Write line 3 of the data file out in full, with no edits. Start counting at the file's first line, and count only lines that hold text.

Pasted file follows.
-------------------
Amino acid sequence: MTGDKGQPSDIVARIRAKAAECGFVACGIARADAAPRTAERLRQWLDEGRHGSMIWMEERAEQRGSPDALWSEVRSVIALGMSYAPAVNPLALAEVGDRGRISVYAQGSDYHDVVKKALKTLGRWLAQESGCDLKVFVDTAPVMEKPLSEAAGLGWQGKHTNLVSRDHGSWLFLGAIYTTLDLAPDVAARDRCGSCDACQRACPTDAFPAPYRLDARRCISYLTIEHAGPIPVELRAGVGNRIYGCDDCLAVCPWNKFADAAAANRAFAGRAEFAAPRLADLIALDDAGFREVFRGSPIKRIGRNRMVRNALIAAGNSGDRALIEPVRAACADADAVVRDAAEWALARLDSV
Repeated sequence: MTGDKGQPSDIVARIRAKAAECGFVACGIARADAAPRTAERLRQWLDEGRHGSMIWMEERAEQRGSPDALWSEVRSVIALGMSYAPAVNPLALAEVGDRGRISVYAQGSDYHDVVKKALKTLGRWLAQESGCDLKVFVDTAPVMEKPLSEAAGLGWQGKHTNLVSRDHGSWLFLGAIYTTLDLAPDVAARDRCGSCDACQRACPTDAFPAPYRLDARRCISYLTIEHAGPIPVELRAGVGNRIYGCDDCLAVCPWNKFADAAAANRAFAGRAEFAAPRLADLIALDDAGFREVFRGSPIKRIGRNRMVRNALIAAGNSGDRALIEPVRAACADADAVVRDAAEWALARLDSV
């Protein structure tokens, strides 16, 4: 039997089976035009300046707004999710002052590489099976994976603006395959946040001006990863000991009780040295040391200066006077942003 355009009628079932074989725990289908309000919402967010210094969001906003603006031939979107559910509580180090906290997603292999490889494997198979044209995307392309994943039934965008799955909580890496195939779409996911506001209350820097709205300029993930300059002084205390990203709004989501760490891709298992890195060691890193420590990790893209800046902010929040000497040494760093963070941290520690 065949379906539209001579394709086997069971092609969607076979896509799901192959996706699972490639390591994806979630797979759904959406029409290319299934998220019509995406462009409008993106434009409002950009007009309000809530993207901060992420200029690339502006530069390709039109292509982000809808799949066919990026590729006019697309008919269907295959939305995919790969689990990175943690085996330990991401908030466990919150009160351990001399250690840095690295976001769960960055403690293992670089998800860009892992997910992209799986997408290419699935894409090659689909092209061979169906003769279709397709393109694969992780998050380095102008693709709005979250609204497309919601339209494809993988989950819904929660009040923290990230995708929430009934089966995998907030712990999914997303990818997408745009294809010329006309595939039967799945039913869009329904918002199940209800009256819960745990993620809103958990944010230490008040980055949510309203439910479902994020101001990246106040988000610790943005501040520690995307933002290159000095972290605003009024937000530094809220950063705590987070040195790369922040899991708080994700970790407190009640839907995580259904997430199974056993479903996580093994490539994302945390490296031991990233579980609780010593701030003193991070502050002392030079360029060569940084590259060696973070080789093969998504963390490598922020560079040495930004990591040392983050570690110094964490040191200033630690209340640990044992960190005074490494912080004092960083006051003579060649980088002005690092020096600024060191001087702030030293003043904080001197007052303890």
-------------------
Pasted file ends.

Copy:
């Protein structure tokens, strides 16, 4: 039997089976035009300046707004999710002052590489099976994976603006395959946040001006990863000991009780040295040391200066006077942003 355009009628079932074989725990289908309000919402967010210094969001906003603006031939979107559910509580180090906290997603292999490889494997198979044209995307392309994943039934965008799955909580890496195939779409996911506001209350820097709205300029993930300059002084205390990203709004989501760490891709298992890195060691890193420590990790893209800046902010929040000497040494760093963070941290520690 065949379906539209001579394709086997069971092609969607076979896509799901192959996706699972490639390591994806979630797979759904959406029409290319299934998220019509995406462009409008993106434009409002950009007009309000809530993207901060992420200029690339502006530069390709039109292509982000809808799949066919990026590729006019697309008919269907295959939305995919790969689990990175943690085996330990991401908030466990919150009160351990001399250690840095690295976001769960960055403690293992670089998800860009892992997910992209799986997408290419699935894409090659689909092209061979169906003769279709397709393109694969992780998050380095102008693709709005979250609204497309919601339209494809993988989950819904929660009040923290990230995708929430009934089966995998907030712990999914997303990818997408745009294809010329006309595939039967799945039913869009329904918002199940209800009256819960745990993620809103958990944010230490008040980055949510309203439910479902994020101001990246106040988000610790943005501040520690995307933002290159000095972290605003009024937000530094809220950063705590987070040195790369922040899991708080994700970790407190009640839907995580259904997430199974056993479903996580093994490539994302945390490296031991990233579980609780010593701030003193991070502050002392030079360029060569940084590259060696973070080789093969998504963390490598922020560079040495930004990591040392983050570690110094964490040191200033630690209340640990044992960190005074490494912080004092960083006051003579060649980088002005690092020096600024060191001087702030030293003043904080001197007052303890």